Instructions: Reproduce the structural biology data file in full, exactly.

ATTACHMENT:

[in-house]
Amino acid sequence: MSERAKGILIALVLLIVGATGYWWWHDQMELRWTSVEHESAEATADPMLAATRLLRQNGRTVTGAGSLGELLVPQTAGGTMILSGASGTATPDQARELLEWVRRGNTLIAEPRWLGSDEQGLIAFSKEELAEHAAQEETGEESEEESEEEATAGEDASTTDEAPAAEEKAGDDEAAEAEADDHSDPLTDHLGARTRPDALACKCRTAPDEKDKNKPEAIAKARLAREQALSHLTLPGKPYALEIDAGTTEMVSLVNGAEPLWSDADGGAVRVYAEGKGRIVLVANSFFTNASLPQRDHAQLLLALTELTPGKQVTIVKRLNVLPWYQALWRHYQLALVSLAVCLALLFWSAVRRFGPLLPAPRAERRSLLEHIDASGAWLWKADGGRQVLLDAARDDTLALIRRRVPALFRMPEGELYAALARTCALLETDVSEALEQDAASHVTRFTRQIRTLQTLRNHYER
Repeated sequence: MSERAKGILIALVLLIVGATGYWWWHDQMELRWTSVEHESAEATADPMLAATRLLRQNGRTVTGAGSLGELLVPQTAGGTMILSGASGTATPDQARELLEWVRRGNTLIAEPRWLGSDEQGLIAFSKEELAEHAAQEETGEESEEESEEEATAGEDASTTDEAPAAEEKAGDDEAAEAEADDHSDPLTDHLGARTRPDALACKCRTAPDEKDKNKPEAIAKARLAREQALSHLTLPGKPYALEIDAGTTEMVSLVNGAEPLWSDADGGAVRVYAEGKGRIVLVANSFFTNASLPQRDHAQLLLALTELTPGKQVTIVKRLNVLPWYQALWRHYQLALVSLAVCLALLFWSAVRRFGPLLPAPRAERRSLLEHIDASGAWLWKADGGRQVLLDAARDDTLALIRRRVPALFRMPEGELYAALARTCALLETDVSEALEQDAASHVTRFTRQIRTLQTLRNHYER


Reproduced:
[in-house]
Amino acid sequence: MSERAKGILIALVLLIVGATGYWWWHDQMELRWTSVEHESAEATADPMLAATRLLRQNGRTVTGAGSLGELLVPQTAGGTMILSGASGTATPDQARELLEWVRRGNTLIAEPRWLGSDEQGLIAFSKEELAEHAAQEETGEESEEESEEEATAGEDASTTDEAPAAEEKAGDDEAAEAEADDHSDPLTDHLGARTRPDALACKCRTAPDEKDKNKPEAIAKARLAREQALSHLTLPGKPYALEIDAGTTEMVSLVNGAEPLWSDADGGAVRVYAEGKGRIVLVANSFFTNASLPQRDHAQLLLALTELTPGKQVTIVKRLNVLPWYQALWRHYQLALVSLAVCLALLFWSAVRRFGPLLPAPRAERRSLLEHIDASGAWLWKADGGRQVLLDAARDDTLALIRRRVPALFRMPEGELYAALARTCALLETDVSEALEQDAASHVTRFTRQIRTLQTLRNHYER
Repeated sequence: MSERAKGILIALVLLIVGATGYWWWHDQMELRWTSVEHESAEATADPMLAATRLLRQNGRTVTGAGSLGELLVPQTAGGTMILSGASGTATPDQARELLEWVRRGNTLIAEPRWLGSDEQGLIAFSKEELAEHAAQEETGEESEEESEEEATAGEDASTTDEAPAAEEKAGDDEAAEAEADDHSDPLTDHLGARTRPDALACKCRTAPDEKDKNKPEAIAKARLAREQALSHLTLPGKPYALEIDAGTTEMVSLVNGAEPLWSDADGGAVRVYAEGKGRIVLVANSFFTNASLPQRDHAQLLLALTELTPGKQVTIVKRLNVLPWYQALWRHYQLALVSLAVCLALLFWSAVRRFGPLLPAPRAERRSLLEHIDASGAWLWKADGGRQVLLDAARDDTLALIRRRVPALFRMPEGELYAALARTCALLETDVSEALEQDAASHVTRFTRQIRTLQTLRNHYER